Does the world need another album from The Automatic? The band that make all their music statements IN UPPER CASE have survived largely due to a knack for a catchy tune, as well as a shot of adrenaline. So how are they going to develop? How will they prove they’re more than a one-track Monster?
The answer appears not to be here, though one positive development can be noted – the shouty accompaniments that characterised all their songs have been temporarily retired. The downside of this is that the melodies have also been put on the back burner.
So while there is plenty testosterone on show, the substance doesn’t amount to a great deal. The clattering drums of opener Insides can’t quite mask its lack of a tune, while List is actually rather listless in its loose funk and carefully weighted chorus.
And therein lies the problem. The Automatic’s appeal with Monster, Steve McQueen and Raoul was in a certain roughness that said they didn’t care that much, happy to hurl down some memorable choruses while jumping in the crowd. Now, the sound might be as big but the arrangements are more careful, the feeling of treading water inescapable – and only late on in the album do The Automatic approach the ballsiness of their first record.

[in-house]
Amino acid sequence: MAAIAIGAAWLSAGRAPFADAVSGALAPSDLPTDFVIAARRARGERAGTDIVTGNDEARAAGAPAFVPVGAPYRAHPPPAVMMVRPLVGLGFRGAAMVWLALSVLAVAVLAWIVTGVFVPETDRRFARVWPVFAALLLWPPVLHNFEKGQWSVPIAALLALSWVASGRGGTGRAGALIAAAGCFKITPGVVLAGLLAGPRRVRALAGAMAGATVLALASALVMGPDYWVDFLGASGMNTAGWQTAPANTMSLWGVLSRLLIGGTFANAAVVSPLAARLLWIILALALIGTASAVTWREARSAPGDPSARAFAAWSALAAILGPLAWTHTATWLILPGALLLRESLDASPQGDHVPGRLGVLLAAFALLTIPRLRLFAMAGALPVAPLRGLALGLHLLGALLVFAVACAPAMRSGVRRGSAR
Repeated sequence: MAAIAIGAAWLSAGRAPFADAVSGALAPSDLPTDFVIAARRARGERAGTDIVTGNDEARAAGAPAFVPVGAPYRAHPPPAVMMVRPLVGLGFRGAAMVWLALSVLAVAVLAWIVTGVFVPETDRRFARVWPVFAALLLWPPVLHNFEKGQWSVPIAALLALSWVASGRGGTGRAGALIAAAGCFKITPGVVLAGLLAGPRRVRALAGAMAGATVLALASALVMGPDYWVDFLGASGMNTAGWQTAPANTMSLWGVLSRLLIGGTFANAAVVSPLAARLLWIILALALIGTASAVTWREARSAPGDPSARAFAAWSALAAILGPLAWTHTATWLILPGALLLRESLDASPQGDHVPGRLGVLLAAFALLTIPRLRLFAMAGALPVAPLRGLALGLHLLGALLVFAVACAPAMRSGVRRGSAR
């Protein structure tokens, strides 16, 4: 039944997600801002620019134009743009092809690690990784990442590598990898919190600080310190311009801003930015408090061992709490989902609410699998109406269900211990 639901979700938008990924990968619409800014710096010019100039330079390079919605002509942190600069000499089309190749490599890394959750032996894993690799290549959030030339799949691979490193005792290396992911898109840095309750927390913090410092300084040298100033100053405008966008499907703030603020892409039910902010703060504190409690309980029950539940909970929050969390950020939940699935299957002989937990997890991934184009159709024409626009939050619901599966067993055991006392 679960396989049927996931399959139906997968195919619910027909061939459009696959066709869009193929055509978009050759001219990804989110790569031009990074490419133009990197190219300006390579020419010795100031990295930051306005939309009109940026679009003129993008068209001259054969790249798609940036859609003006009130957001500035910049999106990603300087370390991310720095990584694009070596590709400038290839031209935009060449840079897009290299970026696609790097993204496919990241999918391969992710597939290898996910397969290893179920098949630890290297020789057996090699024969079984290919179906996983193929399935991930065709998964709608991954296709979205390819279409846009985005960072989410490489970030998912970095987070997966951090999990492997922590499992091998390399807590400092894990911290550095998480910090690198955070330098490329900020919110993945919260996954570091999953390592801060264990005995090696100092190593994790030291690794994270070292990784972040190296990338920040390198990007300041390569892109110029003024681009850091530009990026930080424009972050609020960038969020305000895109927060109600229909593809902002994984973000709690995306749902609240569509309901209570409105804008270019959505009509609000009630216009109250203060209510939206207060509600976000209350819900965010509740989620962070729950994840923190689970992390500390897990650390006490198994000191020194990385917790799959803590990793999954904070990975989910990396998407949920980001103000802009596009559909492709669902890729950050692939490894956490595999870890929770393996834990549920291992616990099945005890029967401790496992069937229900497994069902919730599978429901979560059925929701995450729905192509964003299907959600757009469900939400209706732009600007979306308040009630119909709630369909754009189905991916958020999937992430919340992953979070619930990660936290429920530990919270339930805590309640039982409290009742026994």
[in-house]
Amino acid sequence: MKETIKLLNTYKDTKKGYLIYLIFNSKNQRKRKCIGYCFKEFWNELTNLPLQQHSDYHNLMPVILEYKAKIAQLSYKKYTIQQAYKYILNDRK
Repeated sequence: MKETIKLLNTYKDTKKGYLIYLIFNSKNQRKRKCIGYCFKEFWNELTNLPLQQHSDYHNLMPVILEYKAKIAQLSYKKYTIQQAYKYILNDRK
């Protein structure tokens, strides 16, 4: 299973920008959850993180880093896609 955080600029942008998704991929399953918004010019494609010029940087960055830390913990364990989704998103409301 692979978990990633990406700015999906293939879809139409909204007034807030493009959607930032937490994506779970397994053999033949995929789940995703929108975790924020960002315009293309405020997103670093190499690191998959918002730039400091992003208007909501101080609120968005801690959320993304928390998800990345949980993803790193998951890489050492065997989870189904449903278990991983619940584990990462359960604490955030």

Sweat Heat Noise, had it been recorded at the time of the first album, would have carried all before it. Now it’s “give me sweat, heat and noise and I’ll give you the best of me”, delivered in surprisingly measured tones. High Time is perhaps the most surprising track on the album, dimming to a hush in the middle for some soporific falsetto vocals. It’s an effective technique to start with, but again lacks substance – and ends suddenly, quashing any hopes of an anthemic build up.
Stadium indie was never the most appealing of genres, its fatal error often made in a mass of noise at the expense of a decent song. Here The Automatic have launched a bold bid to make it their own, but fall into the trap.